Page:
Talking to teens about money makes good sense

My son asked me what is the biggest way that I have saved money over the years.

My first thought was not the correct answer, which my daughter actually offered. The beauty of this conversation is that not only do I feel that my teens are financially aware, but that they have learned some of my tips along the way. If you’re looking for some money saving advice for teens starting out, here are some of my top suggestions that have allowed me to have a great life on a sometimes very low, and fluctuating, income.

Don’t buy what you don’t have the cash for is probably the most important tip. I focus on what I have with gratitude, not on what others have with envy. When there are things that I want to buy, but don’t have the cash, I see this as a positive. First, I am motivated to save and will appreciate my purchase more when I buy it. Second, like that second helping at dinner that I wouldn’t have taken if I’d waited 20 minutes for my brain to register that it was full, by waiting to earn the money, I often lose interest in the item.

Don’t keep a balance on your credit card(s). The approximately 20 per cent interest on credit cards is the biggest trap of our instant gratification consumer society. It’s like trying to swim upstream all the time. There is no way to save for your future, even in small amounts, if you are paying these fees.

Don’t go into shopping malls as a method of entertainment. Go for a walk in nature instead. You’ll spend less and be rewarded with fresh air, vitamin D, exercise, and stress relief. I only go shopping when there is something on my list that I truly need.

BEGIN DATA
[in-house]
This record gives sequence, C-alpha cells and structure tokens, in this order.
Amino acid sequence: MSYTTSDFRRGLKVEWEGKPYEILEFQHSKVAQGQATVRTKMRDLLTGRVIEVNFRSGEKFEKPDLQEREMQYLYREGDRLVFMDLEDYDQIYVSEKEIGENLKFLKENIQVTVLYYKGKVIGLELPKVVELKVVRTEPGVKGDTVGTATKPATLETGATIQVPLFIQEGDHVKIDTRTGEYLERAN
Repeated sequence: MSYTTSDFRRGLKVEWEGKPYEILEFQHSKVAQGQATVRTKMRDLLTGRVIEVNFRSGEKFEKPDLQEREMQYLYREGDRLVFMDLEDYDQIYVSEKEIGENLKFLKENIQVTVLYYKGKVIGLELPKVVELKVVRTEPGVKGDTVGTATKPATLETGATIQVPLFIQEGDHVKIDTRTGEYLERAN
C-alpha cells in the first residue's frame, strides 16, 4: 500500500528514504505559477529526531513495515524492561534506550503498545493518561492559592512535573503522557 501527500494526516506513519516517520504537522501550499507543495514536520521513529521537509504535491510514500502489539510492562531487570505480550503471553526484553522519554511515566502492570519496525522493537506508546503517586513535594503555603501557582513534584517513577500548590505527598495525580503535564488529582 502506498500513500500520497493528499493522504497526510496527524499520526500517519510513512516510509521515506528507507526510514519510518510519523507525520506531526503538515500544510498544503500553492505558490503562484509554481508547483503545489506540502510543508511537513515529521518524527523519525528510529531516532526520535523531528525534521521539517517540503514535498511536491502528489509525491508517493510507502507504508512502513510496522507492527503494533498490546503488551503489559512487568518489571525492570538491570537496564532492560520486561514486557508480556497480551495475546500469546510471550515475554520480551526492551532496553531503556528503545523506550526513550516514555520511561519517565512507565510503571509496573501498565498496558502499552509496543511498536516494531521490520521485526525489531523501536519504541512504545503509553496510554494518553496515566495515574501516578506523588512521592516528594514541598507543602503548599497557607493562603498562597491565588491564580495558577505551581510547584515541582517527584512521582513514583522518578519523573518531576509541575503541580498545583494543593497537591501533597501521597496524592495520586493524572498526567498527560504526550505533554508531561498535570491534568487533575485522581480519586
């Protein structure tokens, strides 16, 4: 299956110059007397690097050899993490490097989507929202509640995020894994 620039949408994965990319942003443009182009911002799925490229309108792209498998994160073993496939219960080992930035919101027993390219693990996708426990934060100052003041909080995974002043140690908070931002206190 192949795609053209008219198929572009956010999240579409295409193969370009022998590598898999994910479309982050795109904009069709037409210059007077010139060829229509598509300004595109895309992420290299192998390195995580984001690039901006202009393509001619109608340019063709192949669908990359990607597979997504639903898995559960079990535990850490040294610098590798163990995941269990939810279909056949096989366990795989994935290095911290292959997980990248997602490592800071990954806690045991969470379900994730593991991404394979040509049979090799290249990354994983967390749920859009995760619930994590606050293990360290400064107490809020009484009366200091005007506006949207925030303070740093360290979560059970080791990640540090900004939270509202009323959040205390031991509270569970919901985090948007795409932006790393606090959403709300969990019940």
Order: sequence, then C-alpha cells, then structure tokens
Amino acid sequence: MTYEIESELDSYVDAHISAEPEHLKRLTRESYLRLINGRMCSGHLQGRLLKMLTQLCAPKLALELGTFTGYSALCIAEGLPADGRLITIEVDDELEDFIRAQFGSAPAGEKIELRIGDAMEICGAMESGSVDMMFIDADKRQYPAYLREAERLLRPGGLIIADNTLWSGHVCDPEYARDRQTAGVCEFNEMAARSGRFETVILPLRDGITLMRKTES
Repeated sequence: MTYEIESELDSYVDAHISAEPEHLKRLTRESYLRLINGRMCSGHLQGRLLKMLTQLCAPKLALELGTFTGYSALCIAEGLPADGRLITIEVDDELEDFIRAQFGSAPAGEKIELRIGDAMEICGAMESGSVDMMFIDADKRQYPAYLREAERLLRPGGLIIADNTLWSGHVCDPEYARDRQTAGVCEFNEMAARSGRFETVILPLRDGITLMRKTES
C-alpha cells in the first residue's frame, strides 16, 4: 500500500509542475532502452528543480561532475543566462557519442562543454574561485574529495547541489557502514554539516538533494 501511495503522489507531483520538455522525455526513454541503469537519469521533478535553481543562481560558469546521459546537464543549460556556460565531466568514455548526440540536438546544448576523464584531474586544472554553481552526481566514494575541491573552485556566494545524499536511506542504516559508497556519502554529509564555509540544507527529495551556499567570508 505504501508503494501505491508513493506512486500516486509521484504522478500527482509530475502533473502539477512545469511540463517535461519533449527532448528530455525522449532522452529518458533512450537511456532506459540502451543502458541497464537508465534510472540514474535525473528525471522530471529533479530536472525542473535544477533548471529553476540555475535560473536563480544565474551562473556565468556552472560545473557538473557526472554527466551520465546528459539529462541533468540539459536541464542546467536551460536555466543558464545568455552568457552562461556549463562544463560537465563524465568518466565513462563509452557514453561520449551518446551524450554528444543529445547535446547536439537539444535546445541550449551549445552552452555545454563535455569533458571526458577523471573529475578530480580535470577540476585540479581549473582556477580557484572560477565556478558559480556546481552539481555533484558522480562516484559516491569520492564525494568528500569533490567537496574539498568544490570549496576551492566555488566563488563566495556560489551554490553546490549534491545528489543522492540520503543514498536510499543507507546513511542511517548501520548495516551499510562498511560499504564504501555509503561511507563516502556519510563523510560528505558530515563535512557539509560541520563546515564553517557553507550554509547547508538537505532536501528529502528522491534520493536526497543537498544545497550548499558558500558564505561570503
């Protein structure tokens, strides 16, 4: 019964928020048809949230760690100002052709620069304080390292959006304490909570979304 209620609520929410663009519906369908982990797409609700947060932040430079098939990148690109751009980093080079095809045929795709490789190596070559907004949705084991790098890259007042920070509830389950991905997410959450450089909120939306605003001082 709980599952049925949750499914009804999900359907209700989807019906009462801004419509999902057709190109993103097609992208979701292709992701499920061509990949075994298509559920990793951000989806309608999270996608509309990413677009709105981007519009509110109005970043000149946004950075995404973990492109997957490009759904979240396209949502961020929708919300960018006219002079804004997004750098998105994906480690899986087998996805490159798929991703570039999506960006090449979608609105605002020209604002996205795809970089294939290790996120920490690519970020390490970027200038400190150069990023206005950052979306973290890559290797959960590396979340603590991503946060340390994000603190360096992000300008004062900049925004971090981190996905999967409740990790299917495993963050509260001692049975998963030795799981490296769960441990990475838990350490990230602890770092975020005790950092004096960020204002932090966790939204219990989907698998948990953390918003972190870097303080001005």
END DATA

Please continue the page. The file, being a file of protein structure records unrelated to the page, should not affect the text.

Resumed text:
Learn to cook. Shop the outside aisles of the grocery store, avoid processed foods, and you’ll be healthier and use less money. See restaurants and coffee shops as the luxury that they are. Avoiding Tim Hortons as a daily expense and putting that money away will grow handsomely over time.

Accept hand-me-downs from friends, even ask for them when they are cleaning out their closets. Even if you only keep three or four pieces out of a bag of hand-me-downs, that is likely a savings of a couple hundred dollars. Shopping at thrift shops is another great way to save money. Then, you can focus on buying classic pieces that may cost a bit more, but will last for decades if treated properly.

Spend your money on things that can’t be taken from you. Focus on education, travel, and life experiences. They will take you further in life than a new pair of heels or the newest electronics.

Clearly, this is a very quick overview. For a deeper dive into the nuances of finance and investing, I recommend buying a copy of David Chilton’s The Wealthy Barber Returns. I read it when I was in university, and got it for my teens earlier this year. While it is true that I may have bribed them to read it with a donation toward a savings instrument of their choice, they did say it was an informative and good read. I hope that they will soon be able to add to my list and create their own lists of best ways to save.

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